It’s for the exact same reason why we should not brush our teeth right after consuming fizzy drinks and really acid fruits (like oranges and grapefruits); because the acids will damage the enamel. We are suppose to wait at least 30 minutes for the acids to be rinsed off by the saliva.

      1. Linda/Keep thinking… :

        I have heard these concerns re baking soda for years and years.

        however, I have also known, MANY who use either
        baking soda exclusively
        baking soda on a regular weekly basis
        baking soda and Hydrogen Peroxide

        I have to say, in all of these cases, the people are “not so young” anymore, and, have either no cavities, or very few. and, no apparent problems with sensitivity, etc.

        I am wondering, if baking soda damage (if indeed there is any), falls in to the category of this…

        I have now read a couple of articles, that very minor damage to tooth enamel is not of consequence, as the tooth will/does build up some new enamel. That, in effect,very minor damage, just makes way for healthy new enamel to form.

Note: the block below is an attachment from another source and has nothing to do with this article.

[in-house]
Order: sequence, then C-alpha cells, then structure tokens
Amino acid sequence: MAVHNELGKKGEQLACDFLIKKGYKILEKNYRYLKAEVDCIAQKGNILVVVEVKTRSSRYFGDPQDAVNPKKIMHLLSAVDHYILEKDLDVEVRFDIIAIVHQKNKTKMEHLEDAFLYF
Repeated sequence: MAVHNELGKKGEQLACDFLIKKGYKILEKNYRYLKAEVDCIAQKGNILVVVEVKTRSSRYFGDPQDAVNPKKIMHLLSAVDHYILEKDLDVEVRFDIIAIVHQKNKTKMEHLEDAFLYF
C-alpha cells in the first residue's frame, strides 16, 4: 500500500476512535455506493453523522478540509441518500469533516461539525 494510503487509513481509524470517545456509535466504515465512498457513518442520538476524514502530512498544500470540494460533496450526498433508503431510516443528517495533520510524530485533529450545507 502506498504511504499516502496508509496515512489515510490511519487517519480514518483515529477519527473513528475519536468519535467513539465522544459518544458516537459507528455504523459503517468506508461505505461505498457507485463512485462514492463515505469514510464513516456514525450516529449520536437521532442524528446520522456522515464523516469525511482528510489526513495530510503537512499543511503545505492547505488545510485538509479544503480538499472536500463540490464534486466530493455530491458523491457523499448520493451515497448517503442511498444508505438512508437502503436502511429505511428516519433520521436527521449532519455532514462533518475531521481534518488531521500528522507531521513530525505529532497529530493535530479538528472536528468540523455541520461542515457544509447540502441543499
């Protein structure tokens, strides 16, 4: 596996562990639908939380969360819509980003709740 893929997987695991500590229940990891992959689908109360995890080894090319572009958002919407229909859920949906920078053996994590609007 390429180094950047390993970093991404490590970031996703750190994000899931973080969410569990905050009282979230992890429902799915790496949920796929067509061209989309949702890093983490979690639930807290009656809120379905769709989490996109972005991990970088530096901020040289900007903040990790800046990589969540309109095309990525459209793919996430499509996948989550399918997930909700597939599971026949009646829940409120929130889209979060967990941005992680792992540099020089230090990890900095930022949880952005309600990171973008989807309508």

6. I have been brushing with Coconut Oil, Baking Soda, Stevia, and Peppermint Essential Oils for about a year. Prior to startintg, I experienced sensitivity in all my teeth. Within two weeks, all the sensitivity has gone and I’ve never felt it again. Is Baking Soda abrasive? Surely. Is it abrasive to the point where it is wearing my enamel down? Not sure. But if the above comments had validity, I surely would have experience MORE sensitivity right?

    I typically use 1 cup of Coconut Oil, 3/4 cup of Baking Soda, and maybe 2 Tbs of Stevia with approximately 10 drops of Peppermint Essential Oil. I’ve had a little trial and error, but feel like I’ve gotten the recipe just right for me. During the hotter summer months, the coconut oil turns to liquid (melting point 76 degrees) so I sometimes add more baking soda.

    Be careful with essential oils as they are toxic to your liver. Don’t be tempted to add too much.